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Festive, Not Fattening

Tastes Good, Too

The Hampl Strategy

Jeff Hampl, PhD, RD, an assistant professor of nutrition at Arizona State University in Mesa, cooks Christmas dinner for family and friends and knows all about substitution, too. He suggests replacing oil with an equal amount of applesauce when baking cakes. "No one can tell," promises Hampl, a spokesman for the American Dietetic Association.

Spreading out the high-fat foods over the course of the dinner is another strategy. "It's a shame not to prepare [some traditional] foods," he says. "Modify the recipe as much as you can." Then just don't serve them all at once. His main course, for instance, is goose -- high in fat. A 3.5-ounce serving with skin has 305 calories and a whopping 21.9 grams of fat. But he limits the damage by using a turkey baster to remove the fat from the pan every 45 minutes.

The Ayoob Approach

For a decade, Keith Ayoob, EdD, RD, an associate professor of pediatrics at the Albert Einstein College of Medicine, has flown from New York to San Francisco each year to prepare a holiday dinner for at least a dozen family members and friends. He has several techniques for preserving flavor without tipping the fat scales.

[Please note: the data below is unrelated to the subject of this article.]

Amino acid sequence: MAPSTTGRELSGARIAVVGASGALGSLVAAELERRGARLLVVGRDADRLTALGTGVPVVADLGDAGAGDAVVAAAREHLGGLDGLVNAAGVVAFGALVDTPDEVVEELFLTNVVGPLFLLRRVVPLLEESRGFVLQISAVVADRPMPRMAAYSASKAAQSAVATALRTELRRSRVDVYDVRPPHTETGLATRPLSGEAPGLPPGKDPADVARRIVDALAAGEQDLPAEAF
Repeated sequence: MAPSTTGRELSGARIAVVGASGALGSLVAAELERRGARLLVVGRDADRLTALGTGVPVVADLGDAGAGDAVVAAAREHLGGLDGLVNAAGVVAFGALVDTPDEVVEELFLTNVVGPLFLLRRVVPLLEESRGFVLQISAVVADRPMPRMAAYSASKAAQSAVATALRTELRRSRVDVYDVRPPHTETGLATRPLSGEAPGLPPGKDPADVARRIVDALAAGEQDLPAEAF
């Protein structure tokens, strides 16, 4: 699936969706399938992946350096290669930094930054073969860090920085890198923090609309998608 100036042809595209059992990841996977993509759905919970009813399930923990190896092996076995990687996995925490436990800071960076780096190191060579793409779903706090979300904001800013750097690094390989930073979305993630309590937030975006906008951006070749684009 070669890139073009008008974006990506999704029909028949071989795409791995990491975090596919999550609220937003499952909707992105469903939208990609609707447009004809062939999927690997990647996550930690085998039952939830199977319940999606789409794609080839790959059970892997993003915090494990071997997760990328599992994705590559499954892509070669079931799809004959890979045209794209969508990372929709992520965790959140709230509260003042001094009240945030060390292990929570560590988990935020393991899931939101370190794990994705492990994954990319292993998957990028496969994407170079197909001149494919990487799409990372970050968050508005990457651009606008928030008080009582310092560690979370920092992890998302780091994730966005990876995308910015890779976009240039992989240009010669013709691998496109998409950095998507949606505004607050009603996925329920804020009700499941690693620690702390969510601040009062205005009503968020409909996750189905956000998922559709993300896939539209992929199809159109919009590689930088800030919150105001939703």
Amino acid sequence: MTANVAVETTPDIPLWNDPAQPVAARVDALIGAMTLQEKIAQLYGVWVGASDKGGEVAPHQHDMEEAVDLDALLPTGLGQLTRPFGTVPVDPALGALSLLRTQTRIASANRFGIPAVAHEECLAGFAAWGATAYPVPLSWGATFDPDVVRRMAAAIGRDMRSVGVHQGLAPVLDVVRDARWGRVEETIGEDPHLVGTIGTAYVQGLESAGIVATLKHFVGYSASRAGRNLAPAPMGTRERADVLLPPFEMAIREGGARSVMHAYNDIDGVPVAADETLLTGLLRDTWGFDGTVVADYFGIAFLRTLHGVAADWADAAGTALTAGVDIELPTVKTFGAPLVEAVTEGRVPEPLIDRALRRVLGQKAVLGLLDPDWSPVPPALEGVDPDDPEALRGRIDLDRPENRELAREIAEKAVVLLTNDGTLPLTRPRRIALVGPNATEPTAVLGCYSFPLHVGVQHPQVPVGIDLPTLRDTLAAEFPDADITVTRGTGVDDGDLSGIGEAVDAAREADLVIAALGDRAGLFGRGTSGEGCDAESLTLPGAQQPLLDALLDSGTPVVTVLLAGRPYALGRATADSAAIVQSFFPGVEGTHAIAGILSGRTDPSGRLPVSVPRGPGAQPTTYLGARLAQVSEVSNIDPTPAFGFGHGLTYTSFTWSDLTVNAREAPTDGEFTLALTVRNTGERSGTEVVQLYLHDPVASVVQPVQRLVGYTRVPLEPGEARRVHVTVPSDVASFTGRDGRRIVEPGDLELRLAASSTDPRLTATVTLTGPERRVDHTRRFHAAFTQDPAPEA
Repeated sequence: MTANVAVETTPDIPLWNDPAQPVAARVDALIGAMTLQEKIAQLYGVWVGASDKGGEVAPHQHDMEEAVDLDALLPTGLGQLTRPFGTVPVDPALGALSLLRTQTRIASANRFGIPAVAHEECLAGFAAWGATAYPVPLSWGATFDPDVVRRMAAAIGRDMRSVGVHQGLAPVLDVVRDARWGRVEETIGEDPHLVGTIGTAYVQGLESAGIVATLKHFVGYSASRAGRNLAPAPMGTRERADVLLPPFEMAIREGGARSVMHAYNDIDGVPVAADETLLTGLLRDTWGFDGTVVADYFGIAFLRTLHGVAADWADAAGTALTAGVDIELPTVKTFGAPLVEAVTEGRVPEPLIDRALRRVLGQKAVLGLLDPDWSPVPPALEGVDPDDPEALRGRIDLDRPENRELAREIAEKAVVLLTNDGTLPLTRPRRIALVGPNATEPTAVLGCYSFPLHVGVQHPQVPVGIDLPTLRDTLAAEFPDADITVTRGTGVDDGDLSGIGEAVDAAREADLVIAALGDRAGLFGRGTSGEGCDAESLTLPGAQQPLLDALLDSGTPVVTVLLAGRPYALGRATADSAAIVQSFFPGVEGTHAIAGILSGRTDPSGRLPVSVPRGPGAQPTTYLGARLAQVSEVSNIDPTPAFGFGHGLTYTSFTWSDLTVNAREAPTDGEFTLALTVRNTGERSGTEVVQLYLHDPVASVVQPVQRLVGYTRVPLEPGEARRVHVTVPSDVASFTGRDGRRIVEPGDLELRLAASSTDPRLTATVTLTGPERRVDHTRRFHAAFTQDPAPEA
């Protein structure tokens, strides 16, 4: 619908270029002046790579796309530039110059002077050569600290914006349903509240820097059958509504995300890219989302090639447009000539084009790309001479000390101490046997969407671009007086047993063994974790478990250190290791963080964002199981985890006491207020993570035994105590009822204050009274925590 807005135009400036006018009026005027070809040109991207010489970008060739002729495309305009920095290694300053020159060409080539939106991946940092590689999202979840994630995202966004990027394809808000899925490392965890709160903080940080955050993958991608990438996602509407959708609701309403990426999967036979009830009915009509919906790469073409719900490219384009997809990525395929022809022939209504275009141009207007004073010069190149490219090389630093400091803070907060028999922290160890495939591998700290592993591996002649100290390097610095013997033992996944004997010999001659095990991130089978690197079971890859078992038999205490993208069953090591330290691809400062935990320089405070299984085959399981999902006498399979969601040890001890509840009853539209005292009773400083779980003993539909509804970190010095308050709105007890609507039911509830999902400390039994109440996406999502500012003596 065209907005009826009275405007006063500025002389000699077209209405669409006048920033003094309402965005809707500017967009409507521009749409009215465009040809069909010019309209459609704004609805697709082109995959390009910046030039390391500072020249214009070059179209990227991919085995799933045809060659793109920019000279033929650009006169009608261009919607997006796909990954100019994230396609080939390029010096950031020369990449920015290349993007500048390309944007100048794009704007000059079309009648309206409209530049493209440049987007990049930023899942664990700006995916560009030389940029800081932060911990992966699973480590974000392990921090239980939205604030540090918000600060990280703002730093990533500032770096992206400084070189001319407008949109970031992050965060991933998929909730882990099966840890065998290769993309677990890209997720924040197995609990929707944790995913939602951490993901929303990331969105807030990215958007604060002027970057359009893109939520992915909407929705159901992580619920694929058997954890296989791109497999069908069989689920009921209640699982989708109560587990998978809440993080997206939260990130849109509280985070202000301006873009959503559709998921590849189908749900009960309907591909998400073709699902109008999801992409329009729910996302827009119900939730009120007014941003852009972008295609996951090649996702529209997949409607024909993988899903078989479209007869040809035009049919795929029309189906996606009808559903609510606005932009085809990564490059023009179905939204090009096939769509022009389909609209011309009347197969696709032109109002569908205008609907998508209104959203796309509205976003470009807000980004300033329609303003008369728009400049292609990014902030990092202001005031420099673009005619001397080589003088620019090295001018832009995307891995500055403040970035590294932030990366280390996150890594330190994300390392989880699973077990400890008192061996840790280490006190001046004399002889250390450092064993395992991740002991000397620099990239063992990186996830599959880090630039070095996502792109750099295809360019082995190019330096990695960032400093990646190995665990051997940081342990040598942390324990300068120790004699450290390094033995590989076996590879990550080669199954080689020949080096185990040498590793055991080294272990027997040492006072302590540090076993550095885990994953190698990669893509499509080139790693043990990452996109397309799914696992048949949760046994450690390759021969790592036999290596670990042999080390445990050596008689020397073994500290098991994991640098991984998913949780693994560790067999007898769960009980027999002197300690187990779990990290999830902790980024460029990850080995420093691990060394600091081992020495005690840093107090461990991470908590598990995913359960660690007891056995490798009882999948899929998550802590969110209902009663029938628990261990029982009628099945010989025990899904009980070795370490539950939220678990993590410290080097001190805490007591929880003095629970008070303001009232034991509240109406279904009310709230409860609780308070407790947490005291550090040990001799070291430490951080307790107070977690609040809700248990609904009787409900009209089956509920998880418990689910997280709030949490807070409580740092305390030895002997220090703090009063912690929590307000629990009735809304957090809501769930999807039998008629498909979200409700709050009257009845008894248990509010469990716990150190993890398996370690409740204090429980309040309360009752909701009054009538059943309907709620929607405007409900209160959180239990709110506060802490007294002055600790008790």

Take old favorites and give them a nutritious and interesting twist. For instance, instead of fixing sweet potatoes with butter, he slices the potatoes into three-quarter-inch thick chunks and cooks them covered in apple or pineapple juice. He starts the meal with a huge salad of vegetables. And he serves steamed (green) broccoli with red peppers, giving the meal a seasonal flair. "Combine foods for color," says Ayoob, a spokesman for the American Dietetic Association, and the result is a lot of eye appeal.

Like Tribole, he aims not for zero fat but less of it. "I rub the inside of the turkey with a bit of butter, but I also use herbs and garlic," he says. For the dressing, he combines onion, celery, garlic, chicken broth, and seasoned bread cubes. And he uses fresh herbs whenever he can.

Indulge the family's love of traditional favorites. "My Mom is Greek and likes stuffed grape leaves," Ayoob says. "They can be a little high in fat, so she makes them without meat" to reduce the amount.

Offer Options, Keep Perspective

Aware that some holiday diners may be more weight-conscious than others, dietitians suggest giving people many options. "Set up the dinner as a buffet and guests can pick and choose," Ayoob suggests.

And don't be too strict with yourself or your guests. Holiday dinners only come around once a year. Half the fun is eating foods we normally pass up or don't have time to prepare.

 

 

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